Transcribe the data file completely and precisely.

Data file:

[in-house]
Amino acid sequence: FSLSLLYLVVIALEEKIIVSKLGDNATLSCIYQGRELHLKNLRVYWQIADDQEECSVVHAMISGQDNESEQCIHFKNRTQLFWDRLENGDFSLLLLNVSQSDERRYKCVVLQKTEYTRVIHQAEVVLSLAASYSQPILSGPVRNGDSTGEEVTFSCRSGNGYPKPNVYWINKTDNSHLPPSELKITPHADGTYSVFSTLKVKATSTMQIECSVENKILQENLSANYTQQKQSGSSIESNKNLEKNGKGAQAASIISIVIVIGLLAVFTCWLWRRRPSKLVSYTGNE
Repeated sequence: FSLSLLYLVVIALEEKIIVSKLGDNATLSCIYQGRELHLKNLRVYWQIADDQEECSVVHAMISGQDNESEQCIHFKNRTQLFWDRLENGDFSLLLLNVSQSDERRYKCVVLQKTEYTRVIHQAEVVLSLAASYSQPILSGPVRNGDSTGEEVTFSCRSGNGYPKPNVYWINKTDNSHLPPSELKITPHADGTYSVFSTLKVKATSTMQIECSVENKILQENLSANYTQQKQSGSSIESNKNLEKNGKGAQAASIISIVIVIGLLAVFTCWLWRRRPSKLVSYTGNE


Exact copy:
[in-house]
Amino acid sequence: FSLSLLYLVVIALEEKIIVSKLGDNATLSCIYQGRELHLKNLRVYWQIADDQEECSVVHAMISGQDNESEQCIHFKNRTQLFWDRLENGDFSLLLLNVSQSDERRYKCVVLQKTEYTRVIHQAEVVLSLAASYSQPILSGPVRNGDSTGEEVTFSCRSGNGYPKPNVYWINKTDNSHLPPSELKITPHADGTYSVFSTLKVKATSTMQIECSVENKILQENLSANYTQQKQSGSSIESNKNLEKNGKGAQAASIISIVIVIGLLAVFTCWLWRRRPSKLVSYTGNE
Repeated sequence: FSLSLLYLVVIALEEKIIVSKLGDNATLSCIYQGRELHLKNLRVYWQIADDQEECSVVHAMISGQDNESEQCIHFKNRTQLFWDRLENGDFSLLLLNVSQSDERRYKCVVLQKTEYTRVIHQAEVVLSLAASYSQPILSGPVRNGDSTGEEVTFSCRSGNGYPKPNVYWINKTDNSHLPPSELKITPHADGTYSVFSTLKVKATSTMQIECSVENKILQENLSANYTQQKQSGSSIESNKNLEKNGKGAQAASIISIVIVIGLLAVFTCWLWRRRPSKLVSYTGNE